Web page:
GamesYouLoved want to create a world where games of every description unlock your memories, open up nostalgic thoughts and bring people together.
With remembering the games you loved when you were younger we hope you can have some great feelings about the good times now!
The second day of Play Expo brought
more of that old-school goodness with a modern twist, more costumed shenanigans
and Retro game competitions with both prizes and pride at stake.
morning at Play Expo went a lot more smoothly without car worries to hold us
back. The Games You Loved team got through the doors as early as possible,
quickly unveiled our stand and hit the arcades for some cheeky games before the
I greatly appreciated the chance to try Smash TV and Tatsujin –
two games I’d only heard of and would never usually get the chance to play, let
alone see them in an arcade cabinet where they belong. As a younger generation
gamer myself, experiencing all the 80s arcade machines in all their glory was a
real privilege. The only thing I’d seen like it was Funspot, the American
arcade featured in the movie King of Kong
so it was a bit like standing on hallowed ground.
for being a bit biased towards shoot’em ups but I have an unhealthy love for
the genre, so here we go. I was able to play a real Galaga machine for the first time ever! Seeing the solid foundation
behind the games I love was very cool, Galaga
has definitely aged well which is probably why the series continues to this day.
The same awe from playing on a real machine hit me when I tried Sinistar as well, it’s amazing to see
how an old arcade game can be as intense an experience as Sinistar is.
beside my beloved Progear cab while
waiting for a turn gave me a chance to take in the friendly atmosphere of Play
Expo. Shared passion makes for easy conversation and after a couple of attempts
at my mission from yesterday I finally cleared the game on a single credit, and
people who’d seen my efforts were quick to approach afterwards, have a chat and
ask for advice about the game.
Day 2 brought out my competitive streak, even if that meant losing to Chris
from the GYL team at Kung Fu Master,
something I’m sure he’ll remind me of forever!
Alongside all this was a massive walkabout with Chris and a few of the other GYL team and some cool chaps in the community. When it came to arcades from Star Wars to Outrun you could pretty much take your pick.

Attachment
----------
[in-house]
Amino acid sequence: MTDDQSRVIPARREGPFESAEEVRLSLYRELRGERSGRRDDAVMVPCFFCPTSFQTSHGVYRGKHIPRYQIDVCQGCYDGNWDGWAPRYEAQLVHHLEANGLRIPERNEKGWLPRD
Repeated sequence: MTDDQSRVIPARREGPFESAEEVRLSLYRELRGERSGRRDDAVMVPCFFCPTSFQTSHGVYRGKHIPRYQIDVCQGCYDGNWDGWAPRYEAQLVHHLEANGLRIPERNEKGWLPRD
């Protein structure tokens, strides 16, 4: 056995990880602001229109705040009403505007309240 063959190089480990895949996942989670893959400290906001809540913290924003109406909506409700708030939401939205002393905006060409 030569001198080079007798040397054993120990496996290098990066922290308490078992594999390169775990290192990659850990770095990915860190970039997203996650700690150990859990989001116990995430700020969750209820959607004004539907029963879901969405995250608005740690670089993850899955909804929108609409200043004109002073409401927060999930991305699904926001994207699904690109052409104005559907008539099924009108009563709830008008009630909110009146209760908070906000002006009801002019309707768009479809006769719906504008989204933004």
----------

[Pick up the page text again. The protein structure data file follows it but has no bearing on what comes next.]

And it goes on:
I spent some
time challenging people at Street Fighter
games on the SNES, you have to respect the amount of time and energy these
guys ‘n’ gals put into learning their fighting games, some of these brawlers
were seriously good. I entered 8bit Planet’s Smash Bros Melee tourney despite being a pretty average player
Just watching the physical act of pressing buttons quickly was
impressive enough; the better players’ hands were just a blur of movement and
the game was being played so fast that a non-initiate probably couldn’t tell
what was going on. As for myself I had the rare pleasure of actually winning a
couple of matches before being knocked out of the third round in some really
close games. One of my opponents was so good at mind reading he could tell
everything I was going to do before even I knew, impressive stuff all round.
exploration led me to a new indie game for Xbox 360 and PC called Tiny Keep, which invited me to begin my
‘tiny escape’. It’s a roguelike dungeon crawler with a charmingly cartoonish
visual style that doesn’t detract from the game’s dungeon setting. You progress
through randomly generated floors, hacking your way through enemies or leading
them into traps. Once I figured out how to control my character I found it very
fun, the random element is intended to keep players coming back for a varied
adventure while each level has its own distinctive theme and boss.My escape was cut short however when I
ignored warnings to leave an ominous skull totem alone, disturbed it and was
mowed down by a sudden ambush of skeleton warriors. As a gamer it’s hard to avoid
interacting with any given object, but I definitely learnt my lesson.
tried out a retro arcade classic born anew on the Occulus Rift: Tempest! This was my first time trying
the Occulus Rift for any type of game, so allow me to state the obvious; that
it’s pretty damn cool. I won’t overdo it though. Even with the frantic shooter
action of Tempest and its constant explosion of trippy colours, I wasn’t freaking
out or having problems with my eyes afterwards like some testers have claimed.
Somehow even in this crazy cyberspace disco, being totally immersed and having
full use of my peripheral vision just felt natural. After trying Tempest I do wonder how I’d be affected
by an Occulus Rift game that makes use of visual realism.